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March 08, 2022 . 3min read
After carving a strong foothold in a wide range of markets, thermal imaging is now gaining traction in the sports world and the quest for superior performance. The infrared technology can be used for a number of applications in sports medicine, such as analyzing body temperature variations to improve recovery times and providing clearer insights into the effects of physical activity on the human body.
But thermal imaging can also assess or push the limits of machine performance, while ratcheting up safety for motor sports such as cycling, open-wheeled racing and superbike racing.
This article takes an in-depth look at how innovative infrared solutions are pushing back the boundaries in the sports world.
Analyzing thermoregulation to improve post-exercise recovery times
- Thermoregulation as the pathway to boosting performance
Medical supervision is the key to producing real results when athletes push their bodies through high-intensity workouts. Training sessions may send the temperature in certain parts of the body above the 37°C bar, especially the joints and muscles. Examining these temperature variations in greater detail can help improve recovery times and ramp up future performance.
The sports world can leverage the invaluable progress that thermal imaging has achieved in recent years to accurately analyze the body's thermoregulation mechanisms and use the findings to help athletes take their performance to the next level. Manufacturers have also used that intel to develop new ranges of hi-tech sportswear and footwear for improving thermoregulation and athletes' comfort in a broad array of disciplines.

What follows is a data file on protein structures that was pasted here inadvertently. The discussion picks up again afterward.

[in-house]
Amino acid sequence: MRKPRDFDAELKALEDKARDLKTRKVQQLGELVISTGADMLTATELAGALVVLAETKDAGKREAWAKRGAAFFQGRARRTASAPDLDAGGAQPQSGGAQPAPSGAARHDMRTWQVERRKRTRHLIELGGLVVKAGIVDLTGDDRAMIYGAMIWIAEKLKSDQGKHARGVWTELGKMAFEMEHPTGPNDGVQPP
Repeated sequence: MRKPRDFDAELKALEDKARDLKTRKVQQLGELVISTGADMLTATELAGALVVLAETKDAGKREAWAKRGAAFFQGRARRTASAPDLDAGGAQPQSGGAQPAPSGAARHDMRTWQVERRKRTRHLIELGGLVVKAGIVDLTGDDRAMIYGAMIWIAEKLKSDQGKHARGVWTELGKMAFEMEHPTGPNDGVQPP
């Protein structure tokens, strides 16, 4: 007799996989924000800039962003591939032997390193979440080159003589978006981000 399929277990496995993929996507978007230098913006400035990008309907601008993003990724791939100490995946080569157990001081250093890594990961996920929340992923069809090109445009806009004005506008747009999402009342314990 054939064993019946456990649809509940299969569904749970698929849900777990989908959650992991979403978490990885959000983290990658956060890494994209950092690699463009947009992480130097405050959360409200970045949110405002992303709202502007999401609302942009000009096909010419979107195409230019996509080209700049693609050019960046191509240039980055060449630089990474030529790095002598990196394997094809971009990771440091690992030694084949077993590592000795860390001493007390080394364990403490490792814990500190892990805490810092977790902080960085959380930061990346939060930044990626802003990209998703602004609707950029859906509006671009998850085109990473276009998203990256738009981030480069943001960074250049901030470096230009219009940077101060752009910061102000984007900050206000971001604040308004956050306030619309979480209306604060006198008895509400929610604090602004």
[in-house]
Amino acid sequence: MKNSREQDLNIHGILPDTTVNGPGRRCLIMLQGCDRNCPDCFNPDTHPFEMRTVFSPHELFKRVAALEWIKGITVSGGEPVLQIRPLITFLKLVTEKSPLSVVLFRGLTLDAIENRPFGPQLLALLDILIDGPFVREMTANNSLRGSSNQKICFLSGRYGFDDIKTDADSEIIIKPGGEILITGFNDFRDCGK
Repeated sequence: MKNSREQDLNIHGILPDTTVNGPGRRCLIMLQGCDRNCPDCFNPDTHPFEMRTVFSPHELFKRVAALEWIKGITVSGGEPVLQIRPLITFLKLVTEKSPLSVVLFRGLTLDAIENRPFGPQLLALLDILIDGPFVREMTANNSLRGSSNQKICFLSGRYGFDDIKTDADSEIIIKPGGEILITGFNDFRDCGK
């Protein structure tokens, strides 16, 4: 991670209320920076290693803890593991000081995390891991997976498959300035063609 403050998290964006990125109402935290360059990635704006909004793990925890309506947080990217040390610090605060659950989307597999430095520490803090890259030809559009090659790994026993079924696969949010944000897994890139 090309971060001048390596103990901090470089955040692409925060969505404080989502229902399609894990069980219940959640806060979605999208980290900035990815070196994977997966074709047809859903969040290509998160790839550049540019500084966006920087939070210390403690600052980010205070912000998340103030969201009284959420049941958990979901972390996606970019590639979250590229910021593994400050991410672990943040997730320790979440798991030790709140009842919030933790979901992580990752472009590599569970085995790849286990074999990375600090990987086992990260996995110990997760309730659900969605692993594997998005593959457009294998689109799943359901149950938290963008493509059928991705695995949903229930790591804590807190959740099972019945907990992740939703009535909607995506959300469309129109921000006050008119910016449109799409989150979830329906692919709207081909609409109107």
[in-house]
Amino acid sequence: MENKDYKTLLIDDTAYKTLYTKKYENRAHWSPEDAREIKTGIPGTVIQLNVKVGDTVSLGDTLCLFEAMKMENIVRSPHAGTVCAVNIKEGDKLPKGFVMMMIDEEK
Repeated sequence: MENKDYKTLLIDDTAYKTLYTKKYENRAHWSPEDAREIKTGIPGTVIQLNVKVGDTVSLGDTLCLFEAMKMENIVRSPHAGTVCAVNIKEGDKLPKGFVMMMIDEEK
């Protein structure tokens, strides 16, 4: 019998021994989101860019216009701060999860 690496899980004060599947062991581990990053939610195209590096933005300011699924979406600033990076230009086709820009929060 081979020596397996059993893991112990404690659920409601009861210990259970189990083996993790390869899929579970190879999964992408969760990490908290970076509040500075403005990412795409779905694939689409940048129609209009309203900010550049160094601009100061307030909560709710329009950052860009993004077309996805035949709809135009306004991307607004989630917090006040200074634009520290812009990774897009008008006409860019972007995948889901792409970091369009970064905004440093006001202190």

- Thermoregulation for avoiding injuries
The infrared technology allows sports professionals to examine local temperature variations with the aim of assessing how training sessions affect joints and muscles. They can also see the changes that take place during the recovery process.
A higher skin temperature in those parts of the body may be a tell-tale sign that the recovery process has not finished, meaning that therapists and trainers can tweak the athlete's workout until their skin temperature has returned to its baseline level.
Taking an in-depth look at the body's heat response and vasodilation mechanisms can provide med-tech teams with invaluable insights into the athlete's fitness level and their ability to undergo a high-intensity training regimen.
Using thermography on a regular basis during training sessions can help define the athlete's thermal profile. The areas that are the most exposed to the workload and susceptible to injury will come under heightened scrutiny to assess any fragilities and fine-tune workouts and recovery times accordingly.
Detecting physical injuries
Medically speaking, the ability to prevent injuries is a valuable solution for shielding athletes from harm or at least scaling down their severity. This prospect also has important economic benefits in light of the revenue that can be lost if a top-tier athlete is sidelined with an injury. Professional football is a prime example which explains why infrared technology has become a major ally for the preventive sports medicine sector.